Her piano technique is phenomenal and all of her work is sincere and heartfelt. If you prefer someone like Jim Brickman, this won't be your cup of tea, but if you enjoy exploring the work of someone with a unique musical vision, I think you'll really enjoy this journey.
As the collection of "toys" grew, she realized that she was creating kind of a diary of her family life. Over time, she also collected sound effects from family videos as well as photos that reflected what the music was about, intending to keep it as a personal memento for her family. She later realized that the music was something that most people could relate to, either with their own families or their early lives, and released the collection on her own label.
She and her husband came to the US inleaving their three small sons with their grandmother while they established a life here. The family was reunited fourteen months later, and "Happy Moments" captures the joyful reunion. Along with the piano, Eckemoff added other instrumentation, so this is not one of her solo piano recordings. As in life, the textures and colors keep changing, making this a very interesting and enjoyable album as well as a personal memoir.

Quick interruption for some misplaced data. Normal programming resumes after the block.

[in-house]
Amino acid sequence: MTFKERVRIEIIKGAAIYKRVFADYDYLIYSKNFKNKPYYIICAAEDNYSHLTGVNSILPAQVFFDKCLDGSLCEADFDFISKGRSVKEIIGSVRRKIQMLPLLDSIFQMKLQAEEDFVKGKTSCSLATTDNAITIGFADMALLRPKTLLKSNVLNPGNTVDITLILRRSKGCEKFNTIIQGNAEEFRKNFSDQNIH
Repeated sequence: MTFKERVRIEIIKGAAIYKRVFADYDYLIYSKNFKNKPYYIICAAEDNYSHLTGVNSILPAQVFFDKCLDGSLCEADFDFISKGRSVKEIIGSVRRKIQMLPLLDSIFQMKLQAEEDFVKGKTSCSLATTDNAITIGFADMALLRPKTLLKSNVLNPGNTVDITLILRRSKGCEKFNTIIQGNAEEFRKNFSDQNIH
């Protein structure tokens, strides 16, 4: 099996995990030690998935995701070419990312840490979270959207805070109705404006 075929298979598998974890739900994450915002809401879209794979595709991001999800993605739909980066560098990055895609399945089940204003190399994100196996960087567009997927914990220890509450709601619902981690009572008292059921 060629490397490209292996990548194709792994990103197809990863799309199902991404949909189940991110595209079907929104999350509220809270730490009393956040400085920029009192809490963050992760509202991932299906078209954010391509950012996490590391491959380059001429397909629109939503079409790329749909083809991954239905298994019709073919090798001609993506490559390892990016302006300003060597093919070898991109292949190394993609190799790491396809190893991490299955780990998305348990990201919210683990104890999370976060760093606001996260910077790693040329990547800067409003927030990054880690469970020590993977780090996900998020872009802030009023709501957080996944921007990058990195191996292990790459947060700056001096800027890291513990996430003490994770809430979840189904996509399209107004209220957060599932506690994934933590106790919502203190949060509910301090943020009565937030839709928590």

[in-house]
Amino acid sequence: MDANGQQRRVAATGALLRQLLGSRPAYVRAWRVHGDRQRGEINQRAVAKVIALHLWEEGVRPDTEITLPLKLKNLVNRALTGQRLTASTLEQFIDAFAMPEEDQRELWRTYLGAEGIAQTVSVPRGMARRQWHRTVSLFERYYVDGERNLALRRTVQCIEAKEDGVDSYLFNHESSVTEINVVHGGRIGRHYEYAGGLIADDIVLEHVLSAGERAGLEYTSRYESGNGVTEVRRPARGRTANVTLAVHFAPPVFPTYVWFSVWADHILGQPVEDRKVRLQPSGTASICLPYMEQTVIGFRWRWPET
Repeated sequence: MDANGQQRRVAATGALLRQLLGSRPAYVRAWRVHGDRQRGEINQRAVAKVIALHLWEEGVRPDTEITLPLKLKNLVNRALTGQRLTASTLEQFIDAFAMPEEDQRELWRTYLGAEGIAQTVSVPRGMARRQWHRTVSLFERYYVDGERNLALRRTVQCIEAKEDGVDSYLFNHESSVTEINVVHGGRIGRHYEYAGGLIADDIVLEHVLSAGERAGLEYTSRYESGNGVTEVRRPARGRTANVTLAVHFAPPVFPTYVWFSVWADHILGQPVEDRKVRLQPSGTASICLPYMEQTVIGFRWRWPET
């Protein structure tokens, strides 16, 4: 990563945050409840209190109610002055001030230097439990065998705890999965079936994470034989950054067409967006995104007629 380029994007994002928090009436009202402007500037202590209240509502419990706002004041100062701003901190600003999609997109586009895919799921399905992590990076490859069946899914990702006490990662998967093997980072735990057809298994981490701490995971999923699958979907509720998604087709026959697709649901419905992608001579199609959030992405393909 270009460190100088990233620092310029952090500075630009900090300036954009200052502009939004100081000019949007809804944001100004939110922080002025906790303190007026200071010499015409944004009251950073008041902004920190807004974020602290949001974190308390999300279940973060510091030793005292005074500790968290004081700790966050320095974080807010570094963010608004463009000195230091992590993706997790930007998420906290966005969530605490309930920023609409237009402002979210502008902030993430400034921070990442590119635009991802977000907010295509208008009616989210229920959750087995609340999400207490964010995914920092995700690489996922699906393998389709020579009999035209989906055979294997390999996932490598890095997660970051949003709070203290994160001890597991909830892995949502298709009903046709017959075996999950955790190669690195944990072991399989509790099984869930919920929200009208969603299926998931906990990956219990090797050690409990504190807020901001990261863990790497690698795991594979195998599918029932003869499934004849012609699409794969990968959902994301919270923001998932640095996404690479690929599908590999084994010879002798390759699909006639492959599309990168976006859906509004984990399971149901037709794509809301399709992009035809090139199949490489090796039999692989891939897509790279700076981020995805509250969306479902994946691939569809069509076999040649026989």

Some of the talking on the album is Russian, since the children spoke Russian at the time. Eckemoff is very open about translating, but it would be fun if the translations were in the liner notes or on her website, allowing those of us who don't understand Russian to know what is happening.
The giggles and laughter are universal! The music has strong classical roots, but jazz and contemporary influences are apparent. The CD cover calls it "entertaining music," and I think that's very accurate. The CD opens with one of the boys asking in Russian, "Is there going to be music?
I am just going to stay right here. My favorite track is the aforementioned "Happy Moments," which is in a ragtime style.